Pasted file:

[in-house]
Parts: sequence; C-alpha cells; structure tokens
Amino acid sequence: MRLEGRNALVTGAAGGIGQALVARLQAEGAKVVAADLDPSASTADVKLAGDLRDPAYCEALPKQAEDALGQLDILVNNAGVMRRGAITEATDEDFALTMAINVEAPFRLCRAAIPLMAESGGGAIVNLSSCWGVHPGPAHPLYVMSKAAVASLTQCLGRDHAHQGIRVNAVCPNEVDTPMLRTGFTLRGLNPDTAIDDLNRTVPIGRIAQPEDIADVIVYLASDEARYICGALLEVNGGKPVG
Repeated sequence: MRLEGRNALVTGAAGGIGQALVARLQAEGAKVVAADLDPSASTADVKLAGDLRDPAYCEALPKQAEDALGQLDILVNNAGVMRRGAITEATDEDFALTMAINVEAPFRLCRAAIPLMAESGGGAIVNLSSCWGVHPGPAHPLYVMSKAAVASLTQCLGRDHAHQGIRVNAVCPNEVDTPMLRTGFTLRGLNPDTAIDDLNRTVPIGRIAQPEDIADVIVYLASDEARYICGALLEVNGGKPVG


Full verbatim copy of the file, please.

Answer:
[in-house]
Parts: sequence; C-alpha cells; structure tokens
Amino acid sequence: MRLEGRNALVTGAAGGIGQALVARLQAEGAKVVAADLDPSASTADVKLAGDLRDPAYCEALPKQAEDALGQLDILVNNAGVMRRGAITEATDEDFALTMAINVEAPFRLCRAAIPLMAESGGGAIVNLSSCWGVHPGPAHPLYVMSKAAVASLTQCLGRDHAHQGIRVNAVCPNEVDTPMLRTGFTLRGLNPDTAIDDLNRTVPIGRIAQPEDIADVIVYLASDEARYICGALLEVNGGKPVG
Repeated sequence: MRLEGRNALVTGAAGGIGQALVARLQAEGAKVVAADLDPSASTADVKLAGDLRDPAYCEALPKQAEDALGQLDILVNNAGVMRRGAITEATDEDFALTMAINVEAPFRLCRAAIPLMAESGGGAIVNLSSCWGVHPGPAHPLYVMSKAAVASLTQCLGRDHAHQGIRVNAVCPNEVDTPMLRTGFTLRGLNPDTAIDDLNRTVPIGRIAQPEDIADVIVYLASDEARYICGALLEVNGGKPVG